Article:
Japan’s Doctor Shortage Resulting in Patient Deaths

February 05, 2009 11:53 AM
by Emily Coakley
A man who died after his care was delayed because understaffed hospitals refused to treat him is the latest casualty in Japan’s long-running doctor shortage.

Japanese Hospitals Frequently Turn Away Patients

A Japanese man died earlier this week following a bicycle collision with a motorcycle, but not until after 14 hospitals refused to treat him, one emergency response official said.

The hospitals refused to treat the man because they didn’t have the beds, staff or equipment to help him, the Mainichi Daily News reports. He had head and back injuries, and “died of shock from loss of blood,” the paper said. The incident, which occurred in the western city of Itami, is not uncommon in Japan, which has struggled for years with doctor shortages.

In April, the Japan Times reported the results of a government survey that said there were more than 14,000 cases in 2007 “in which seriously ill patients in ambulances were turned away by institutions more than three times before finally being accepted.”

Hospitals in Japan need an estimated 10,000 more doctors than they currently have, the Daily Telegraph reported. In December, the newspaper reported a Japanese Health, Labor and Welfare Ministry study that said nearly 300 medical interns had illegally worked as doctors in the previous four years.

“All medicine is a risky practice but this is an issue of patient safety and cannot be tolerated. Managing trainees must be strictly controlled and they should be under the supervision of a senior doctor,” Masami Ishii, a member of the Japan Medical Association, told the Daily Telegraph.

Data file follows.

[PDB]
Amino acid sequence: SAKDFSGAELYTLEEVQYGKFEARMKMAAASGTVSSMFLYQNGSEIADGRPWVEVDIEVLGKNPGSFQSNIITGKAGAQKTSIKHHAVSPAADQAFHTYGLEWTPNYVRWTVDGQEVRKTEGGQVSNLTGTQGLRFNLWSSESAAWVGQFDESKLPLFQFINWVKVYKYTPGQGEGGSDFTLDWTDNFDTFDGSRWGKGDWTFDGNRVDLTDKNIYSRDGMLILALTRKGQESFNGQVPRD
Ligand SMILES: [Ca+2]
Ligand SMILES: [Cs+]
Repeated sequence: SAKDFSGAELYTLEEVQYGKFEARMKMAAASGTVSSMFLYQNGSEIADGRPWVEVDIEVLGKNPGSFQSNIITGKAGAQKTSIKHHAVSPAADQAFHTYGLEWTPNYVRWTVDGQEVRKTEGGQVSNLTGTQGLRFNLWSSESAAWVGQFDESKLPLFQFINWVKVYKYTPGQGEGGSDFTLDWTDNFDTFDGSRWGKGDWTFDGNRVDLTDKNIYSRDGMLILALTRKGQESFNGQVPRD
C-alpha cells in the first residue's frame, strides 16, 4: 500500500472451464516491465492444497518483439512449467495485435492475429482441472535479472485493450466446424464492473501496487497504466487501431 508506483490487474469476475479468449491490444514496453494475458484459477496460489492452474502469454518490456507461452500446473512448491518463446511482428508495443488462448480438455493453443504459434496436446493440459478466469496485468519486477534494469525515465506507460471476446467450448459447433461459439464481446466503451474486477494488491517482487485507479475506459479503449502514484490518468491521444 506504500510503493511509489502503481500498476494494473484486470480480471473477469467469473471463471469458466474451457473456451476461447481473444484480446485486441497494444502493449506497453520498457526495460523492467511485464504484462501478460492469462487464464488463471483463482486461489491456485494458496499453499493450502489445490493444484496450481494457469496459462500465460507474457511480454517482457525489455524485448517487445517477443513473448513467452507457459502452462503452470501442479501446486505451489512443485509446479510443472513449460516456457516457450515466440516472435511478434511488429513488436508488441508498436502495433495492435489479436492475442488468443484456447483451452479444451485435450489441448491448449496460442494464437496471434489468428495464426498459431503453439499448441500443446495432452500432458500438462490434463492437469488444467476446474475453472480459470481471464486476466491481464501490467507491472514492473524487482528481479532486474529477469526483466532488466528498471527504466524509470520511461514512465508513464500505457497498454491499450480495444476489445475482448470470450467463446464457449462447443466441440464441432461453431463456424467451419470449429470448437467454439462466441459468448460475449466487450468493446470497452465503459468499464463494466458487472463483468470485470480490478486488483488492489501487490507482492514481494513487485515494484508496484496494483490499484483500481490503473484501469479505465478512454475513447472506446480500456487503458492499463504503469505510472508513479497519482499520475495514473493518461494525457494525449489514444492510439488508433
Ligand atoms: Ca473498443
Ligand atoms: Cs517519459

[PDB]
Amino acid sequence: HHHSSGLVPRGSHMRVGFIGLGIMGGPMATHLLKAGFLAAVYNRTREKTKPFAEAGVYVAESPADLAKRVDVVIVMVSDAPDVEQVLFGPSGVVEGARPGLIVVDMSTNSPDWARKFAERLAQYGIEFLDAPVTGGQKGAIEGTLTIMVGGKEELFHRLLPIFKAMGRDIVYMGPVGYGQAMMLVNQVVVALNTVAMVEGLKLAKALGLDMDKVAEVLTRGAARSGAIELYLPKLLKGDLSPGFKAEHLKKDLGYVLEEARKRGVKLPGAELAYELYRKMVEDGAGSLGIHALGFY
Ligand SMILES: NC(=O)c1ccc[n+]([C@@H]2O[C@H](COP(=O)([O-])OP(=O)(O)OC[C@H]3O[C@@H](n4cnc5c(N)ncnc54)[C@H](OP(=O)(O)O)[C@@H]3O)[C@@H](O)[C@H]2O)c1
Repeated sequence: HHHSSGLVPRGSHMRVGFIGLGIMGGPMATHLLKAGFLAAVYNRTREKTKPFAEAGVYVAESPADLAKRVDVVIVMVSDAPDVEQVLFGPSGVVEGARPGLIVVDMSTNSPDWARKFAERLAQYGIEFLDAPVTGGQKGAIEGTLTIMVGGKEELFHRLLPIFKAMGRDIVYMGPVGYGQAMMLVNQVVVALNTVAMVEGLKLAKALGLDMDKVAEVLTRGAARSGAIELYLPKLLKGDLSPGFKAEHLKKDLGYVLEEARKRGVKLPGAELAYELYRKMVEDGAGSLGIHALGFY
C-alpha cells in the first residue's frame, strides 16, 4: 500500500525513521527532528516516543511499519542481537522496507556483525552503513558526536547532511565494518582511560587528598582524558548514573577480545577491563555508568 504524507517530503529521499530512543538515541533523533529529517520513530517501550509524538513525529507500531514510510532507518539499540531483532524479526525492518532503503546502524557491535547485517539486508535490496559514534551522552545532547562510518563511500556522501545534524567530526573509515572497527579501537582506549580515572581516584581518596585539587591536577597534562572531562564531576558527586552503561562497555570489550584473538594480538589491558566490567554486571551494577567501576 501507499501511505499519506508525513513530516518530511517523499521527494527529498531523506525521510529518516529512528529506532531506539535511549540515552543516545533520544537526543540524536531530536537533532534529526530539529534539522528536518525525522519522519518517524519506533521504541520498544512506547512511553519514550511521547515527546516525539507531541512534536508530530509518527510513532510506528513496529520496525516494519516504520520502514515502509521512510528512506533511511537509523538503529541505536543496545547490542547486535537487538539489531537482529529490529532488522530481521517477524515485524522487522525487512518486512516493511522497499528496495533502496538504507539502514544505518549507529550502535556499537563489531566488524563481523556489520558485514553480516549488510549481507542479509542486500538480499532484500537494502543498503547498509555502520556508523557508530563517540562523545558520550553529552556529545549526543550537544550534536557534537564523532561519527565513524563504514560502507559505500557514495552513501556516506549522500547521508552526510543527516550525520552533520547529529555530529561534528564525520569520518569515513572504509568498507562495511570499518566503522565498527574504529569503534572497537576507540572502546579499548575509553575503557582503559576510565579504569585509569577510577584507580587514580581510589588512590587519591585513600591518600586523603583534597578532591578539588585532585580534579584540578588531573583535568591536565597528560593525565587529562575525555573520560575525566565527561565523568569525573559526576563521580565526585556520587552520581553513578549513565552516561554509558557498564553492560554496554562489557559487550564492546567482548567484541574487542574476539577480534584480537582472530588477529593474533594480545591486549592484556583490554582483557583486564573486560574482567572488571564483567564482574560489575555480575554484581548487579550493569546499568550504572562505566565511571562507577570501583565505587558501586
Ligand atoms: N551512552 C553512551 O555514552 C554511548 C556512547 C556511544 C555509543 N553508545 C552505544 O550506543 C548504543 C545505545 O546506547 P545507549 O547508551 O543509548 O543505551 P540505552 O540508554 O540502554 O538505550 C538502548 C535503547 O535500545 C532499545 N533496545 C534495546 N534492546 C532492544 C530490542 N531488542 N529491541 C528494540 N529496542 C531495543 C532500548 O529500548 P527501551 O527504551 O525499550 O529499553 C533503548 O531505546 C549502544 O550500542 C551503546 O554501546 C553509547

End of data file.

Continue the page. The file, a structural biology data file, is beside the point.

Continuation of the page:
Background: Japan’s doctor shortage has many causes

Medicine is not the most attractive profession in Japan. It requires long hours, and some doctors believe that the government-regulated system keeps salaries stagnant, Agence France-Presse reported in March 2008.

“Now, students prefer professions like ophthalmology since all the wages are the same,” the health ministry’s chief officer for emergency medical care, Seizan Tanabe, told AFP.

Shortages elsewhere, such as in the United States, are often ameliorated by allowing doctors from other countries to immigrate. But Japan’s immigration policies, which greatly limit who can work there, also decrease the pool of available doctors.

Complicating the situation, some officials say, is an aging population and over-reliance on ambulances. According to the Japan Times, “The population of people aged 65 or older increased 40 percent in the last decade, but ambulance patients in that age group jumped 108 percent, according to the health ministry.”

Some measures the government has taken to improve the situation include increasing the amount of scholarships available for medical students, and creating hotlines parents can call in lieu of visiting the hospital if their children fall ill in the middle of the night.

Related Topic: Doctor shortages around the world

Last year, Australia’s government announced plans to spend $102 million on training more doctors. According to findingDulcinea, “Australia’s shortage of doctors is indicative of a worldwide trend, caused by several factors, including health worker migration and an increase in female doctors, who often leave the industry. In addition, many medical students are choosing to specialize instead of becoming family doctors.”

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